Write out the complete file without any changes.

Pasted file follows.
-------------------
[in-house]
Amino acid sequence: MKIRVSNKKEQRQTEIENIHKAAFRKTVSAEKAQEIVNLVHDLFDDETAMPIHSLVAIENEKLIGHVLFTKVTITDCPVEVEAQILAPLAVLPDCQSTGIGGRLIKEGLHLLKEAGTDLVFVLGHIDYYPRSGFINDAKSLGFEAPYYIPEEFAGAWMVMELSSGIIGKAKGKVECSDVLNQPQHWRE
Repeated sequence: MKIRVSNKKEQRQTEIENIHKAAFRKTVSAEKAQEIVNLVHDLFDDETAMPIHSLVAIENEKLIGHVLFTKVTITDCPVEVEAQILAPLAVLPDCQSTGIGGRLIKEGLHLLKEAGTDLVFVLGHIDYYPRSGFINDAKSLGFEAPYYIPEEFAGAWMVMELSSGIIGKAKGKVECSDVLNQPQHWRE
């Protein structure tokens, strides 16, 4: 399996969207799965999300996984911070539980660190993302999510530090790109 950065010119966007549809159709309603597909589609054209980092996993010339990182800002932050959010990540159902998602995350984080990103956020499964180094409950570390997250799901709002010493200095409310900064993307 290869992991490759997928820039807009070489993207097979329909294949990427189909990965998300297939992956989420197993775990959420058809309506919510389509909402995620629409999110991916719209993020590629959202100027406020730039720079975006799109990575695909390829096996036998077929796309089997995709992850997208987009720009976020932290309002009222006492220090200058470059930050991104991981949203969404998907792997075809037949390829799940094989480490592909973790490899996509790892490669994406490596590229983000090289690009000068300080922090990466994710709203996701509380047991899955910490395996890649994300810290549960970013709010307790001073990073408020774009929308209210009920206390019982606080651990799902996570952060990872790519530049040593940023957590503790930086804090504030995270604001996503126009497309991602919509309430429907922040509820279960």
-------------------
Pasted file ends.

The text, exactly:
[in-house]
Amino acid sequence: MKIRVSNKKEQRQTEIENIHKAAFRKTVSAEKAQEIVNLVHDLFDDETAMPIHSLVAIENEKLIGHVLFTKVTITDCPVEVEAQILAPLAVLPDCQSTGIGGRLIKEGLHLLKEAGTDLVFVLGHIDYYPRSGFINDAKSLGFEAPYYIPEEFAGAWMVMELSSGIIGKAKGKVECSDVLNQPQHWRE
Repeated sequence: MKIRVSNKKEQRQTEIENIHKAAFRKTVSAEKAQEIVNLVHDLFDDETAMPIHSLVAIENEKLIGHVLFTKVTITDCPVEVEAQILAPLAVLPDCQSTGIGGRLIKEGLHLLKEAGTDLVFVLGHIDYYPRSGFINDAKSLGFEAPYYIPEEFAGAWMVMELSSGIIGKAKGKVECSDVLNQPQHWRE
């Protein structure tokens, strides 16, 4: 399996969207799965999300996984911070539980660190993302999510530090790109 950065010119966007549809159709309603597909589609054209980092996993010339990182800002932050959010990540159902998602995350984080990103956020499964180094409950570390997250799901709002010493200095409310900064993307 290869992991490759997928820039807009070489993207097979329909294949990427189909990965998300297939992956989420197993775990959420058809309506919510389509909402995620629409999110991916719209993020590629959202100027406020730039720079975006799109990575695909390829096996036998077929796309089997995709992850997208987009720009976020932290309002009222006492220090200058470059930050991104991981949203969404998907792997075809037949390829799940094989480490592909973790490899996509790892490669994406490596590229983000090289690009000068300080922090990466994710709203996701509380047991899955910490395996890649994300810290549960970013709010307790001073990073408020774009929308209210009920206390019982606080651990799902996570952060990872790519530049040593940023957590503790930086804090504030995270604001996503126009497309991602919509309430429907922040509820279960």